But he missed flying, and volunteered to go to Vietnam. He served two tours during the war, flying aircraft such as the F-100 Super Sabre and F-105 Thunderchief, and there he received his third and fourth DFCs.
One of those DFCs was for a mission on June 24, 1965. Buttelmann, flying an F-105, dropped bombs on an important target in North Vietnam, according to the citation for his award.
When enemy jet fighters attacked, Buttelmann put himself right in their path and took them on.
“Through Major Buttelmann’s outstanding skill and flying ability, he was able to defend his aircraft in such a manner as to place the hostile aircraft in a defensive position which necessitated the hostile forces to withdraw,” the citation said. His daring attack bought the other American fighters time to successfully destroy their targets, without being attacked by the enemy.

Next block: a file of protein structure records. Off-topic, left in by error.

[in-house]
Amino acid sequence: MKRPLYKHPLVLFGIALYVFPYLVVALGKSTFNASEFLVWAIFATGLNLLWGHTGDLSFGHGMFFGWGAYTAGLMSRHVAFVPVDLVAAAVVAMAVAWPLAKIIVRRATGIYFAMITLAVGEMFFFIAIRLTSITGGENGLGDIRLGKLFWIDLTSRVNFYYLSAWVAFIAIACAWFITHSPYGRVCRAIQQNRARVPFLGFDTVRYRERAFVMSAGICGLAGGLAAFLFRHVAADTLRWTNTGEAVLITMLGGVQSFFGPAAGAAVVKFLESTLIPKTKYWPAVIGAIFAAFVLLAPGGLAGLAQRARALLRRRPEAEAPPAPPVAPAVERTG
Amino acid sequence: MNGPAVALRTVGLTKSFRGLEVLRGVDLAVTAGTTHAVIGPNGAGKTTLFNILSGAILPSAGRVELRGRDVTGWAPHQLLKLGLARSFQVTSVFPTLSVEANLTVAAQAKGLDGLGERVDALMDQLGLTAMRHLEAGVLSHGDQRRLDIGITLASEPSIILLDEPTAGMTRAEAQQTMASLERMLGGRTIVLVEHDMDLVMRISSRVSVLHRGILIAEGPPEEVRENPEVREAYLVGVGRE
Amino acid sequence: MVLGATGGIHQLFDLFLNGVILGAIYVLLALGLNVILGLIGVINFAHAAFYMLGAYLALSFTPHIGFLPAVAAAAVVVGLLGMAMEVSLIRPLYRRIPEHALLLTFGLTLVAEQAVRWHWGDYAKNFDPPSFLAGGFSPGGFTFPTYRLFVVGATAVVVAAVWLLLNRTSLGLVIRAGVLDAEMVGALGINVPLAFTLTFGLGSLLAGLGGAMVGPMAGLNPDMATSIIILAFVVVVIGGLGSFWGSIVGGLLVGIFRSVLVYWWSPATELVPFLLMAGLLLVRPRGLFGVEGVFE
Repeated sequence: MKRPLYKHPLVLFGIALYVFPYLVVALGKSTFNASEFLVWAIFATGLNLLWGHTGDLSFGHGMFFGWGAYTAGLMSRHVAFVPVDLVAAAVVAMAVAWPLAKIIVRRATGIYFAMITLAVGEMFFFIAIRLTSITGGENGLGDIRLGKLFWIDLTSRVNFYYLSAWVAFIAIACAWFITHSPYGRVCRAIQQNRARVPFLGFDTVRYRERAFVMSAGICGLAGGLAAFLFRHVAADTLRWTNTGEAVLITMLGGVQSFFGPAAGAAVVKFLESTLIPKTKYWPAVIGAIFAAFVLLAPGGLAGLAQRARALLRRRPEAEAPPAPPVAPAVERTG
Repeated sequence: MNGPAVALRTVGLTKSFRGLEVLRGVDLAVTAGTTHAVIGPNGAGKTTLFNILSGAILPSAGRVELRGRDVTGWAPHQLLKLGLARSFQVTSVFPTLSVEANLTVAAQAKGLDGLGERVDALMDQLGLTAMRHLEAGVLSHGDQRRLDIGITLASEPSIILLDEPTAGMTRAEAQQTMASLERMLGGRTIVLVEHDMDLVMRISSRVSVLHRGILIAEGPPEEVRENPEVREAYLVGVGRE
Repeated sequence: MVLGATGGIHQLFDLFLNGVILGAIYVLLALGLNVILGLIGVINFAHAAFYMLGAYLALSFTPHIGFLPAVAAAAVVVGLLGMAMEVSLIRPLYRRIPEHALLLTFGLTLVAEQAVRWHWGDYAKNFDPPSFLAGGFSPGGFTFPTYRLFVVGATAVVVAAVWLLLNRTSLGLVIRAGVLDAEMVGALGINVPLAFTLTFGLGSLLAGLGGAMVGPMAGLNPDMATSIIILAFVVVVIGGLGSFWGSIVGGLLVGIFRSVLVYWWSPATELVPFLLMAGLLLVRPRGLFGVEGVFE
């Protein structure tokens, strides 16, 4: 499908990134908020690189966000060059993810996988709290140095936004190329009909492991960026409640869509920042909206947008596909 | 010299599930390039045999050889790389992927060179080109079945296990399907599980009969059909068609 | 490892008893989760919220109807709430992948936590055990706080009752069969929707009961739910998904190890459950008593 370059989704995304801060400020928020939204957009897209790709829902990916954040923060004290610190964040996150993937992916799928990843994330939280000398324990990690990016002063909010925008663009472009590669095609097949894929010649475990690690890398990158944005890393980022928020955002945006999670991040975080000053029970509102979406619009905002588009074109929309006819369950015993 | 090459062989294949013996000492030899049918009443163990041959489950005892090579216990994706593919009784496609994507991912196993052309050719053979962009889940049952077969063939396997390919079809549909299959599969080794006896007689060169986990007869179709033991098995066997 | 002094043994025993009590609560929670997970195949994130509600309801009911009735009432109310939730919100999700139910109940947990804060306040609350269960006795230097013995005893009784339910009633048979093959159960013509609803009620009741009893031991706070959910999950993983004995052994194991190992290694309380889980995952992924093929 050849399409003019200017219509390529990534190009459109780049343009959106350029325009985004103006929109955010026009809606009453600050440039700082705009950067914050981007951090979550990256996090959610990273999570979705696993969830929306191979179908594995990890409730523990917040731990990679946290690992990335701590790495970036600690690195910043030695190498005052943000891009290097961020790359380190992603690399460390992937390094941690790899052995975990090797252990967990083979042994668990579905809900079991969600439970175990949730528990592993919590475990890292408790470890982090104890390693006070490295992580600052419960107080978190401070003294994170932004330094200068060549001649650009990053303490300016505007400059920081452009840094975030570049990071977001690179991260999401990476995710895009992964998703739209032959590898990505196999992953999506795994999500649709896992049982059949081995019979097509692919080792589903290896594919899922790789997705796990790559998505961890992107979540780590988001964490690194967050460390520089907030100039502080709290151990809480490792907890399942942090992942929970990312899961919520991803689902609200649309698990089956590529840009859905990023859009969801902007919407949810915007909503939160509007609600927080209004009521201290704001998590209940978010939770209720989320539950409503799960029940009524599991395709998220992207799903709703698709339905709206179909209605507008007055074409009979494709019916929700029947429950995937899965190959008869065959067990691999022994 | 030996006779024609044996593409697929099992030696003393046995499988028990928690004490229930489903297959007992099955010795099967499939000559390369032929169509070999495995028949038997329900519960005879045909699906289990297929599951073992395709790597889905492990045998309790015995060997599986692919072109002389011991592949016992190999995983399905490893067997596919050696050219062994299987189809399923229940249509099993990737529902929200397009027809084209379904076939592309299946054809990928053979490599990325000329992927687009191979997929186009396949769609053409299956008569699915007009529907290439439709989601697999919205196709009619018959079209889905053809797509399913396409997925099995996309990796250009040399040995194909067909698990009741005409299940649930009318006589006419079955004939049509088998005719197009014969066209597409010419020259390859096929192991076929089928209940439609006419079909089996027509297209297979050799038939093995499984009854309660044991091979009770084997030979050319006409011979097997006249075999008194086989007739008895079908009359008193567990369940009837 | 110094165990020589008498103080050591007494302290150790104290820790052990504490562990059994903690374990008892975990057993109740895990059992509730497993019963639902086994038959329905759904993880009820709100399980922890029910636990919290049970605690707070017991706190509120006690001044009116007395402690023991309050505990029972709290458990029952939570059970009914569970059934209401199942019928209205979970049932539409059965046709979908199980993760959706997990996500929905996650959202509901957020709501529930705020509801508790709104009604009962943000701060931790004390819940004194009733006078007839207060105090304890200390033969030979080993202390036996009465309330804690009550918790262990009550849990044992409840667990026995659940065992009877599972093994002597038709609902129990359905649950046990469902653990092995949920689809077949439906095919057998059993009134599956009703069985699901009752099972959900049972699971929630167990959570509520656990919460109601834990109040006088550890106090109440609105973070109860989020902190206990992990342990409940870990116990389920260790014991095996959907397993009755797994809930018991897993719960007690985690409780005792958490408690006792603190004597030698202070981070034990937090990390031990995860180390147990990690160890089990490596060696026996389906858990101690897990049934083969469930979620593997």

On April 13, 1970, Buttelmann’s F-100 was diverted from his primary target in Southeast Asia to strike an anti-aircraft gun site along a major enemy supply route. According to the citation for his fourth DFC award, Buttelmann drew intense ground fire from two positions during this attack.
“Despite heavy tracer fire and air bursts along his flight path, he pressed the attack with multiple passes and destroyed both gun positions, silencing all hostile fire,” the citation read.
He retired from active duty in 1979 with 27 years of active duty. He lived in Las Vegas and for a time was president of the F-86 Sabre Pilots Association, which no longer exists, and received the Congressional Gold Medal in 2015 for being an ace pilot.
But when Kent thinks of his father, it’s the simple things he remembers, such as Sunday routines of going to church, out for breakfast, and then to the beach.
“He loved his sons,” Kent said. “Probably because he was in the war, he appreciated family that much more.”
Jon Guttman of HistoryNet contributed to this report.